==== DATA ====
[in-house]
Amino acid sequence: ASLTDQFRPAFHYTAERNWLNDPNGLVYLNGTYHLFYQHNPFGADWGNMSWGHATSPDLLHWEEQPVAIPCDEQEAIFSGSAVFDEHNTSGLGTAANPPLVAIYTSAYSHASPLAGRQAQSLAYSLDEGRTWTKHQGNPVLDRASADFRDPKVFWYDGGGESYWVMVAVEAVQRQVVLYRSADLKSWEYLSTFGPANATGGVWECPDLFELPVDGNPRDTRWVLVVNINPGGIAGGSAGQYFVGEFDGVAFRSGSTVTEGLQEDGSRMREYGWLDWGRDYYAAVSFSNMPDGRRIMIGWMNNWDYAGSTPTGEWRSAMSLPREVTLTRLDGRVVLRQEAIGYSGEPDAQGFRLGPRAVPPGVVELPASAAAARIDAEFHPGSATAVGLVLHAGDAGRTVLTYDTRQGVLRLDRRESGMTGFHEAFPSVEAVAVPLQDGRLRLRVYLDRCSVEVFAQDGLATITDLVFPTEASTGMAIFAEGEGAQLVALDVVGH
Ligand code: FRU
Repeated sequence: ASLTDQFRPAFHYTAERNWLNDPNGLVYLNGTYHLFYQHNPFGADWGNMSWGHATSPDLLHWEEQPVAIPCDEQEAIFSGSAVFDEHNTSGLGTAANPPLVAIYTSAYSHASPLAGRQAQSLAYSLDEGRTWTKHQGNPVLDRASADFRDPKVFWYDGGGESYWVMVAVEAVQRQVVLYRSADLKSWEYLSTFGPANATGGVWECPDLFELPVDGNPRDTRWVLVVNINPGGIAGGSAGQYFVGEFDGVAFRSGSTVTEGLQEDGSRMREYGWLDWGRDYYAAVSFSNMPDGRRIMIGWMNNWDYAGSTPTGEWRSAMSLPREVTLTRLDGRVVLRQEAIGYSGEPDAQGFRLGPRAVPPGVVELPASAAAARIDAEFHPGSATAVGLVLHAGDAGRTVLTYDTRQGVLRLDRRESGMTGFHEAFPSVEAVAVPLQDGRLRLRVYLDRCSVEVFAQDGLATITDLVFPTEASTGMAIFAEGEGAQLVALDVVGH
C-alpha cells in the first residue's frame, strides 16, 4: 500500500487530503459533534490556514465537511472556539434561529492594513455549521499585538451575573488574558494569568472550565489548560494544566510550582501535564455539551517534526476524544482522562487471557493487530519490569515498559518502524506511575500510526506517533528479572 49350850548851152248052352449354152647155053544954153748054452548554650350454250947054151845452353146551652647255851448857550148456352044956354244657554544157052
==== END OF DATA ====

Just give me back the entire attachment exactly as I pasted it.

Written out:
[in-house]
Amino acid sequence: ASLTDQFRPAFHYTAERNWLNDPNGLVYLNGTYHLFYQHNPFGADWGNMSWGHATSPDLLHWEEQPVAIPCDEQEAIFSGSAVFDEHNTSGLGTAANPPLVAIYTSAYSHASPLAGRQAQSLAYSLDEGRTWTKHQGNPVLDRASADFRDPKVFWYDGGGESYWVMVAVEAVQRQVVLYRSADLKSWEYLSTFGPANATGGVWECPDLFELPVDGNPRDTRWVLVVNINPGGIAGGSAGQYFVGEFDGVAFRSGSTVTEGLQEDGSRMREYGWLDWGRDYYAAVSFSNMPDGRRIMIGWMNNWDYAGSTPTGEWRSAMSLPREVTLTRLDGRVVLRQEAIGYSGEPDAQGFRLGPRAVPPGVVELPASAAAARIDAEFHPGSATAVGLVLHAGDAGRTVLTYDTRQGVLRLDRRESGMTGFHEAFPSVEAVAVPLQDGRLRLRVYLDRCSVEVFAQDGLATITDLVFPTEASTGMAIFAEGEGAQLVALDVVGH
Ligand code: FRU
Repeated sequence: ASLTDQFRPAFHYTAERNWLNDPNGLVYLNGTYHLFYQHNPFGADWGNMSWGHATSPDLLHWEEQPVAIPCDEQEAIFSGSAVFDEHNTSGLGTAANPPLVAIYTSAYSHASPLAGRQAQSLAYSLDEGRTWTKHQGNPVLDRASADFRDPKVFWYDGGGESYWVMVAVEAVQRQVVLYRSADLKSWEYLSTFGPANATGGVWECPDLFELPVDGNPRDTRWVLVVNINPGGIAGGSAGQYFVGEFDGVAFRSGSTVTEGLQEDGSRMREYGWLDWGRDYYAAVSFSNMPDGRRIMIGWMNNWDYAGSTPTGEWRSAMSLPREVTLTRLDGRVVLRQEAIGYSGEPDAQGFRLGPRAVPPGVVELPASAAAARIDAEFHPGSATAVGLVLHAGDAGRTVLTYDTRQGVLRLDRRESGMTGFHEAFPSVEAVAVPLQDGRLRLRVYLDRCSVEVFAQDGLATITDLVFPTEASTGMAIFAEGEGAQLVALDVVGH
C-alpha cells in the first residue's frame, strides 16, 4: 500500500487530503459533534490556514465537511472556539434561529492594513455549521499585538451575573488574558494569568472550565489548560494544566510550582501535564455539551517534526476524544482522562487471557493487530519490569515498559518502524506511575500510526506517533528479572 49350850548851152248052352449354152647155053544954153748054452548554650350454250947054151845452353146551652647255851448857550148456352044956354244657554544157052